Buried tablets reveal the 2,000-year-old financial dealings of early Londoners

The earliest example of writing found in the city is an IOU from one freed slave to another.

Archaeologists have found London’s earliest handwritten document — an ancient IOU — among waxed writing tablets buried for almost two millennia under the city’s financial center.

The Museum of London Archaeology on Wednesday published the findings of research into the cursive scratchings on wooden blocks dating from the 1st century that were discovered during excavations for the new European headquarters of Bloomberg in the City of London.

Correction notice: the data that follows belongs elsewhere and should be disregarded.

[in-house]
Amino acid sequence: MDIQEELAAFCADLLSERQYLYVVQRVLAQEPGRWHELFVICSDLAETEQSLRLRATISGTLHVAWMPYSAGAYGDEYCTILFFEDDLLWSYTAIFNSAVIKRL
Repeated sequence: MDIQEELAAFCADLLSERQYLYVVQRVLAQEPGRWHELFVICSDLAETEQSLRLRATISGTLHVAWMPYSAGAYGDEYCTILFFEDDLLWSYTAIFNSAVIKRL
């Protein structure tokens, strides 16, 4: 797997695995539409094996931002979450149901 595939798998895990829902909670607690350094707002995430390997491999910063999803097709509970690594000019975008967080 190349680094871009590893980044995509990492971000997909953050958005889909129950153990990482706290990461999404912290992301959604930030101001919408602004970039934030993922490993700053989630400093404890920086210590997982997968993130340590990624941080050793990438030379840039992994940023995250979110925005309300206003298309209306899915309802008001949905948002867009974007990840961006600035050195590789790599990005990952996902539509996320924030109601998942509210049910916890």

The blocks would have been covered in beeswax and used to write messages. While the wax is long gone, carvings from the early days of the Roman settlement known as Londinium remain in the wood, preserved in the mud of the now subterranean river Walbrook.

The museum says its experts have so far deciphered the meanings of 80 of the 405 blocks unearthed at the site.

“In the words of the people who lived, worked, traded with and administered Roman London, the Bloomberg tablets reveal the names, events, workings and organization of the new city,” a press release says. One tablet features the earliest ever reference to London by 50 years: “Londinio Mogontio,” it reads, or “In London, to Mogontius,” Agence France-Presse reports.

Also among the tablets is a message believed to be the oldest example of writing ever discovered in the city, dating from Jan. 8, in the year 57. It is a note from one freed slave to another that acknowledges a debt of 105 denarii, around half a Roman soldier’s annual salary.